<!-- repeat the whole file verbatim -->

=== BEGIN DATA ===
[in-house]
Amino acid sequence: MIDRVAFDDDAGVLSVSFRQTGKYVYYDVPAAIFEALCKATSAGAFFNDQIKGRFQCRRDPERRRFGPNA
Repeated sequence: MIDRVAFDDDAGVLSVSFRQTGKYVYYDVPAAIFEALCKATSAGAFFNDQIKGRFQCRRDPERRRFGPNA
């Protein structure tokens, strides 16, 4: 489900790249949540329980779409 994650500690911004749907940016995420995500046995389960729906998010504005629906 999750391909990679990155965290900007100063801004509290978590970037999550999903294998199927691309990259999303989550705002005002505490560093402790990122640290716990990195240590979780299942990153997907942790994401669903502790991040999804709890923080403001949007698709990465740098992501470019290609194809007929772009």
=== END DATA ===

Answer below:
[in-house]
Amino acid sequence: MIDRVAFDDDAGVLSVSFRQTGKYVYYDVPAAIFEALCKATSAGAFFNDQIKGRFQCRRDPERRRFGPNA
Repeated sequence: MIDRVAFDDDAGVLSVSFRQTGKYVYYDVPAAIFEALCKATSAGAFFNDQIKGRFQCRRDPERRRFGPNA
């Protein structure tokens, strides 16, 4: 489900790249949540329980779409 994650500690911004749907940016995420995500046995389960729906998010504005629906 999750391909990679990155965290900007100063801004509290978590970037999550999903294998199927691309990259999303989550705002005002505490560093402790990122640290716990990195240590979780299942990153997907942790994401669903502790991040999804709890923080403001949007698709990465740098992501470019290609194809007929772009």